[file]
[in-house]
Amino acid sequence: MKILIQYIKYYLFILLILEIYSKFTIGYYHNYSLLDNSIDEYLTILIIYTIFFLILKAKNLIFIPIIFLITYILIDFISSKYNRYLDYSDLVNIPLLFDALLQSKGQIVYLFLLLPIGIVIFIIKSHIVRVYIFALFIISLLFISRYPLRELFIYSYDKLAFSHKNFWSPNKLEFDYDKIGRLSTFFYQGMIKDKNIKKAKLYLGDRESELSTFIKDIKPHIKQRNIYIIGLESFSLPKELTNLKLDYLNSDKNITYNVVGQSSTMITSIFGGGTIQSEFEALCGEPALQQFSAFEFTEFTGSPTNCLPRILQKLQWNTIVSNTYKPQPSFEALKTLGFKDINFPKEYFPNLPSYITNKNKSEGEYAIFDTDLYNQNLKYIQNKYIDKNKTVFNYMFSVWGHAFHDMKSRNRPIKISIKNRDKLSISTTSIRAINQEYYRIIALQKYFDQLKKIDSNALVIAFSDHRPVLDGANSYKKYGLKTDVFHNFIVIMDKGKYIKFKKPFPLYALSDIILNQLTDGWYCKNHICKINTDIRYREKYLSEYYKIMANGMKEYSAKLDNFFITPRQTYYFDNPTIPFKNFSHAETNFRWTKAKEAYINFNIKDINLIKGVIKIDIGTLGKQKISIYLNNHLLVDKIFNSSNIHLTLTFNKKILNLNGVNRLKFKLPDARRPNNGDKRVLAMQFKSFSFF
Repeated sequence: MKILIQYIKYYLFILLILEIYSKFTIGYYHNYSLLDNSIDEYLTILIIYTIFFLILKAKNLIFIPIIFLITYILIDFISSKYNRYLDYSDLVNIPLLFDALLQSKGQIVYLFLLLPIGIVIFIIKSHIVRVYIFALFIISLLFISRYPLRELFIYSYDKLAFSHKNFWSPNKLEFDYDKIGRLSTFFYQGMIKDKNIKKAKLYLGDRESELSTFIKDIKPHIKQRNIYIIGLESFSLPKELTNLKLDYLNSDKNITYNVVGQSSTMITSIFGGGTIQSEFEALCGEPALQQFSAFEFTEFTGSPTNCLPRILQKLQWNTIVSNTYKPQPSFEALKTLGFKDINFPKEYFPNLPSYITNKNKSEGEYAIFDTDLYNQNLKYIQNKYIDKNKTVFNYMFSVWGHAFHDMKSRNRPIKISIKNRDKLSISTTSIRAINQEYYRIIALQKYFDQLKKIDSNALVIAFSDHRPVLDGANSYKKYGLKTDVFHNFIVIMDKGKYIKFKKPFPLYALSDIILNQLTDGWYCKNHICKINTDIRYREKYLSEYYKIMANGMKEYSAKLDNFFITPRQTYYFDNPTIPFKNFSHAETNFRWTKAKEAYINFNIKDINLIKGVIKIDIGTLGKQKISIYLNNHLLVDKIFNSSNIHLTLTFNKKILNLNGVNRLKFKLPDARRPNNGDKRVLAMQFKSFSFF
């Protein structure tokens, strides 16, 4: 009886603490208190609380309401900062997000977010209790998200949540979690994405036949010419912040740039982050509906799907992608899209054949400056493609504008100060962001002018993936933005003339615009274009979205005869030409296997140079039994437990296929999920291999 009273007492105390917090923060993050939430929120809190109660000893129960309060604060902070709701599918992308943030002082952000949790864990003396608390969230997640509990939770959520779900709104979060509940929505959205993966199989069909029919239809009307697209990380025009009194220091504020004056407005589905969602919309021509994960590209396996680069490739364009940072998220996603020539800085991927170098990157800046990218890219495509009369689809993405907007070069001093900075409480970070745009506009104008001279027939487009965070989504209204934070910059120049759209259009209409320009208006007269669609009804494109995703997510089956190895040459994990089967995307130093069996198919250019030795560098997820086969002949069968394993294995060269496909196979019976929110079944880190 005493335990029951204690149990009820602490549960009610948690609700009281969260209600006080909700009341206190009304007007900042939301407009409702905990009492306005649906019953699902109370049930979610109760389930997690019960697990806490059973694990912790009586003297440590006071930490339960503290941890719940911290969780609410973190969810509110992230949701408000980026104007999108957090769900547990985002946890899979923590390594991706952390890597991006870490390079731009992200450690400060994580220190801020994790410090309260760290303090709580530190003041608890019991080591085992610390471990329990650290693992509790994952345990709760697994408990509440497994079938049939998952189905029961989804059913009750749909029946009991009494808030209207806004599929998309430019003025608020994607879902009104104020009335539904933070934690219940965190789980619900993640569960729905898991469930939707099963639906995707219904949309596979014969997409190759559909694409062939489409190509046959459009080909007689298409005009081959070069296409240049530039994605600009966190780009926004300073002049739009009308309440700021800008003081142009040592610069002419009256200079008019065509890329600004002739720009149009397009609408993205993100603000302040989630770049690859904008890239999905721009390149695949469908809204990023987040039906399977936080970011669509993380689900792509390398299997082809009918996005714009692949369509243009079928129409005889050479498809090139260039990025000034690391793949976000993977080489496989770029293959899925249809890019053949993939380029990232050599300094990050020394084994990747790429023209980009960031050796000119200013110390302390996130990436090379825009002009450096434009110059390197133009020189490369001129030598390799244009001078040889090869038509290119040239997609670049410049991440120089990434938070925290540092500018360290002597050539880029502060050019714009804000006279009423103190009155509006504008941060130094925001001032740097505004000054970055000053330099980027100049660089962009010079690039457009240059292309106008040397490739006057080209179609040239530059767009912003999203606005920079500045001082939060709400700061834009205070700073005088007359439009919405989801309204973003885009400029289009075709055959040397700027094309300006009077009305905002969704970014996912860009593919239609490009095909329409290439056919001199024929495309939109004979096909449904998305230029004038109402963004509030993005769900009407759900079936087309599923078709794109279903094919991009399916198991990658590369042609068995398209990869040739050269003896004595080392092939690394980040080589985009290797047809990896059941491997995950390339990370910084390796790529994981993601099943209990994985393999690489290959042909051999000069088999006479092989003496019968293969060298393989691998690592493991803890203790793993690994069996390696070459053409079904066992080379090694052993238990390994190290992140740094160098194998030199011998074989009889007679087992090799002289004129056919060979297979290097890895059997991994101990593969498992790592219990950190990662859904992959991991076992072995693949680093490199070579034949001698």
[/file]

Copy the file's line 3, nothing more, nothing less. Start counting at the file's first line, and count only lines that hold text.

Repeated sequence: MKILIQYIKYYLFILLILEIYSKFTIGYYHNYSLLDNSIDEYLTILIIYTIFFLILKAKNLIFIPIIFLITYILIDFISSKYNRYLDYSDLVNIPLLFDALLQSKGQIVYLFLLLPIGIVIFIIKSHIVRVYIFALFIISLLFISRYPLRELFIYSYDKLAFSHKNFWSPNKLEFDYDKIGRLSTFFYQGMIKDKNIKKAKLYLGDRESELSTFIKDIKPHIKQRNIYIIGLESFSLPKELTNLKLDYLNSDKNITYNVVGQSSTMITSIFGGGTIQSEFEALCGEPALQQFSAFEFTEFTGSPTNCLPRILQKLQWNTIVSNTYKPQPSFEALKTLGFKDINFPKEYFPNLPSYITNKNKSEGEYAIFDTDLYNQNLKYIQNKYIDKNKTVFNYMFSVWGHAFHDMKSRNRPIKISIKNRDKLSISTTSIRAINQEYYRIIALQKYFDQLKKIDSNALVIAFSDHRPVLDGANSYKKYGLKTDVFHNFIVIMDKGKYIKFKKPFPLYALSDIILNQLTDGWYCKNHICKINTDIRYREKYLSEYYKIMANGMKEYSAKLDNFFITPRQTYYFDNPTIPFKNFSHAETNFRWTKAKEAYINFNIKDINLIKGVIKIDIGTLGKQKISIYLNNHLLVDKIFNSSNIHLTLTFNKKILNLNGVNRLKFKLPDARRPNNGDKRVLAMQFKSFSFF